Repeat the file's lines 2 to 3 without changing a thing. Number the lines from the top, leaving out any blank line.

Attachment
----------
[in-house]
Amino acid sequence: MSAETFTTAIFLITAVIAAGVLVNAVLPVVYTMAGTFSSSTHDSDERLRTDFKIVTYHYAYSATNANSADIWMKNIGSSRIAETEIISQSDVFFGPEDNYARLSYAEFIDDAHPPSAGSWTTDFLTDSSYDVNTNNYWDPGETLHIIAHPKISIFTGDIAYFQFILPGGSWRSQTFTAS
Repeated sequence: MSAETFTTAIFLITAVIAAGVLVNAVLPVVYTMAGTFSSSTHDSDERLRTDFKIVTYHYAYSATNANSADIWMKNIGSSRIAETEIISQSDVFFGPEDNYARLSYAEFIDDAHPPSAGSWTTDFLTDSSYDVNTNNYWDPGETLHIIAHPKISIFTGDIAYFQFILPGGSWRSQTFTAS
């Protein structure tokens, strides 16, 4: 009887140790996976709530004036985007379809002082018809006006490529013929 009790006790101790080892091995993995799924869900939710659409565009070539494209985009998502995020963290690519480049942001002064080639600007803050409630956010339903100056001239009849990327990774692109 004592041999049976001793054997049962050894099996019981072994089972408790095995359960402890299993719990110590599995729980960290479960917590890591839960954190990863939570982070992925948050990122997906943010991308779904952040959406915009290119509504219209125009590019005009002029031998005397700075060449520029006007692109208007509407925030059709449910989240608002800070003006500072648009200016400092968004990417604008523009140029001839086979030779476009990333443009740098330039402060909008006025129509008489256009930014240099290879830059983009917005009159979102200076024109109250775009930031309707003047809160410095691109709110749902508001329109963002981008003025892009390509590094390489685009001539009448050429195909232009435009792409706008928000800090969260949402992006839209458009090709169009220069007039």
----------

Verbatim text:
Amino acid sequence: MSAETFTTAIFLITAVIAAGVLVNAVLPVVYTMAGTFSSSTHDSDERLRTDFKIVTYHYAYSATNANSADIWMKNIGSSRIAETEIISQSDVFFGPEDNYARLSYAEFIDDAHPPSAGSWTTDFLTDSSYDVNTNNYWDPGETLHIIAHPKISIFTGDIAYFQFILPGGSWRSQTFTAS
Repeated sequence: MSAETFTTAIFLITAVIAAGVLVNAVLPVVYTMAGTFSSSTHDSDERLRTDFKIVTYHYAYSATNANSADIWMKNIGSSRIAETEIISQSDVFFGPEDNYARLSYAEFIDDAHPPSAGSWTTDFLTDSSYDVNTNNYWDPGETLHIIAHPKISIFTGDIAYFQFILPGGSWRSQTFTAS